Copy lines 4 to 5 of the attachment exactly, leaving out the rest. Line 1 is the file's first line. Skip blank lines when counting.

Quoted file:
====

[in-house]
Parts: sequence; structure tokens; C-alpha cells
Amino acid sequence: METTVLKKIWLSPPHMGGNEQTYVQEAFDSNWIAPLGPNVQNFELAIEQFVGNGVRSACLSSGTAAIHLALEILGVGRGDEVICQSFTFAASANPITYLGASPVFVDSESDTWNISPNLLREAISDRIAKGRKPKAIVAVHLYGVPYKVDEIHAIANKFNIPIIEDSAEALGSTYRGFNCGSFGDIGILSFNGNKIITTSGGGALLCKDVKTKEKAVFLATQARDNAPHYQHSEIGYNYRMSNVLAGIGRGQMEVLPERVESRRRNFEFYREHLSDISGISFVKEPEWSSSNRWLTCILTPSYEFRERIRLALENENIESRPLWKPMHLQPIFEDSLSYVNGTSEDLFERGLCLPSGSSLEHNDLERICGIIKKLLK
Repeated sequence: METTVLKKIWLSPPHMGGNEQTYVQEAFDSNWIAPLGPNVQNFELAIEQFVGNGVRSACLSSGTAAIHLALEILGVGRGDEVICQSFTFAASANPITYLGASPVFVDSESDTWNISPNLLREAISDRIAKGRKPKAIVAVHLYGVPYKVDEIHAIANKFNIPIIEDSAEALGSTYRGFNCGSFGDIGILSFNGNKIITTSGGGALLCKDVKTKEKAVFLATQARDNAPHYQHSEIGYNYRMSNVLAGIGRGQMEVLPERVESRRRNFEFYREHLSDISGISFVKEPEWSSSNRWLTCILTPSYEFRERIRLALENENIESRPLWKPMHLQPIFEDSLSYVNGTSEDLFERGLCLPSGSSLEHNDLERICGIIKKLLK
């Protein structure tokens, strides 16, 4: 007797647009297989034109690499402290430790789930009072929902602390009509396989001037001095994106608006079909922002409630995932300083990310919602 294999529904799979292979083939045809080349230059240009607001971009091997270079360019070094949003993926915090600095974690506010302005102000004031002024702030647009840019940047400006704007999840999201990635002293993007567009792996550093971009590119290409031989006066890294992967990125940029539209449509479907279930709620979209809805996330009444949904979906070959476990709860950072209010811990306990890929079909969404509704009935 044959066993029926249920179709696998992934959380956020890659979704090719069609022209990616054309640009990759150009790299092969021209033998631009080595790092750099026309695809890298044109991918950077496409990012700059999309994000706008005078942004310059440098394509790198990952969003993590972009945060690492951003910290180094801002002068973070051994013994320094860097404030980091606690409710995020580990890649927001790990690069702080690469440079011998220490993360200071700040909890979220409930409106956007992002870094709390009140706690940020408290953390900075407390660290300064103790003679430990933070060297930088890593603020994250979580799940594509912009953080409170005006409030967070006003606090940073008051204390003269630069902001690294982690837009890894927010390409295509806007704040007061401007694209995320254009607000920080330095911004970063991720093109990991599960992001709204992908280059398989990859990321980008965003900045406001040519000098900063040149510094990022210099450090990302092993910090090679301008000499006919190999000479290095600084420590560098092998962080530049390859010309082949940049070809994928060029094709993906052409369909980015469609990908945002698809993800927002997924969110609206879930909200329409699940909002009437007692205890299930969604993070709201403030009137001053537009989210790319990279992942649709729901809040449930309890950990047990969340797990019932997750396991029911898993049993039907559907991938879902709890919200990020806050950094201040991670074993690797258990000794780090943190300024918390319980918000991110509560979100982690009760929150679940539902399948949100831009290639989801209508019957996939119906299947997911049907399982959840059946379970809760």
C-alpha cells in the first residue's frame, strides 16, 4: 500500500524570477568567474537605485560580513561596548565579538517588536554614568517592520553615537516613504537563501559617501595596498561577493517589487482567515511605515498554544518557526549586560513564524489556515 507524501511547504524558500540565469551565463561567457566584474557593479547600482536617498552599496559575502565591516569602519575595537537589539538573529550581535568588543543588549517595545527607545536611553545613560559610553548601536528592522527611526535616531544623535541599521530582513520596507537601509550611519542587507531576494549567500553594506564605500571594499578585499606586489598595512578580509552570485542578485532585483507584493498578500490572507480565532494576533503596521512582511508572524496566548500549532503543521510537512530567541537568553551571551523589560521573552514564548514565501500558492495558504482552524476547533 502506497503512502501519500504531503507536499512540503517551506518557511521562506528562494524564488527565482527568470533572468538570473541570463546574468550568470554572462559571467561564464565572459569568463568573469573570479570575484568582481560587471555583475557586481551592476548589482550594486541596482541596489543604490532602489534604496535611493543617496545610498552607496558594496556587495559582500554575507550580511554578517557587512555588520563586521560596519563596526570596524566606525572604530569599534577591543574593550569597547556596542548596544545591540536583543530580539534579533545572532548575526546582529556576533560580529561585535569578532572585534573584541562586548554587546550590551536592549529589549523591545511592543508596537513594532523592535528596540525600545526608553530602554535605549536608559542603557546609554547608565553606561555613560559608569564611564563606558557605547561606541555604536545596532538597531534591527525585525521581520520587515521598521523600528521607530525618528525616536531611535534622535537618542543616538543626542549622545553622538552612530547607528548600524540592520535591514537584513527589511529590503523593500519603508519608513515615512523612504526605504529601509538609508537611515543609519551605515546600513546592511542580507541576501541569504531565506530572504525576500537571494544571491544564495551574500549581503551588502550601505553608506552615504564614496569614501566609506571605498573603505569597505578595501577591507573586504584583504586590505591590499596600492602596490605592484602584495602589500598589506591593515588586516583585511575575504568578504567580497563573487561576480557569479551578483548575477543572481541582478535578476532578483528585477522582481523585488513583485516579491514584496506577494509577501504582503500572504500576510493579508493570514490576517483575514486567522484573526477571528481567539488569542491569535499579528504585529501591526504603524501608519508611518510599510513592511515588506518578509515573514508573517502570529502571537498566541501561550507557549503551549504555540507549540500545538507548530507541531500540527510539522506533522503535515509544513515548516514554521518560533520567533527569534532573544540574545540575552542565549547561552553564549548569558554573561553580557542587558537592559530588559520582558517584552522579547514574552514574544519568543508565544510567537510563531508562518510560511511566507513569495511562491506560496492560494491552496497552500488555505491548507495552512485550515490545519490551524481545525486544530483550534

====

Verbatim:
Repeated sequence: METTVLKKIWLSPPHMGGNEQTYVQEAFDSNWIAPLGPNVQNFELAIEQFVGNGVRSACLSSGTAAIHLALEILGVGRGDEVICQSFTFAASANPITYLGASPVFVDSESDTWNISPNLLREAISDRIAKGRKPKAIVAVHLYGVPYKVDEIHAIANKFNIPIIEDSAEALGSTYRGFNCGSFGDIGILSFNGNKIITTSGGGALLCKDVKTKEKAVFLATQARDNAPHYQHSEIGYNYRMSNVLAGIGRGQMEVLPERVESRRRNFEFYREHLSDISGISFVKEPEWSSSNRWLTCILTPSYEFRERIRLALENENIESRPLWKPMHLQPIFEDSLSYVNGTSEDLFERGLCLPSGSSLEHNDLERICGIIKKLLK
């Protein structure tokens, strides 16, 4: 007797647009297989034109690499402290430790789930009072929902602390009509396989001037001095994106608006079909922002409630995932300083990310919602 294999529904799979292979083939045809080349230059240009607001971009091997270079360019070094949003993926915090600095974690506010302005102000004031002024702030647009840019940047400006704007999840999201990635002293993007567009792996550093971009590119290409031989006066890294992967990125940029539209449509479907279930709620979209809805996330009444949904979906070959476990709860950072209010811990306990890929079909969404509704009935 044959066993029926249920179709696998992934959380956020890659979704090719069609022209990616054309640009990759150009790299092969021209033998631009080595790092750099026309695809890298044109991918950077496409990012700059999309994000706008005078942004310059440098394509790198990952969003993590972009945060690492951003910290180094801002002068973070051994013994320094860097404030980091606690409710995020580990890649927001790990690069702080690469440079011998220490993360200071700040909890979220409930409106956007992002870094709390009140706690940020408290953390900075407390660290300064103790003679430990933070060297930088890593603020994250979580799940594509912009953080409170005006409030967070006003606090940073008051204390003269630069902001690294982690837009890894927010390409295509806007704040007061401007694209995320254009607000920080330095911004970063991720093109990991599960992001709204992908280059398989990859990321980008965003900045406001040519000098900063040149510094990022210099450090990302092993910090090679301008000499006919190999000479290095600084420590560098092998962080530049390859010309082949940049070809994928060029094709993906052409369909980015469609990908945002698809993800927002997924969110609206879930909200329409699940909002009437007692205890299930969604993070709201403030009137001053537009989210790319990279992942649709729901809040449930309890950990047990969340797990019932997750396991029911898993049993039907559907991938879902709890919200990020806050950094201040991670074993690797258990000794780090943190300024918390319980918000991110509560979100982690009760929150679940539902399948949100831009290639989801209508019957996939119906299947997911049907399982959840059946379970809760």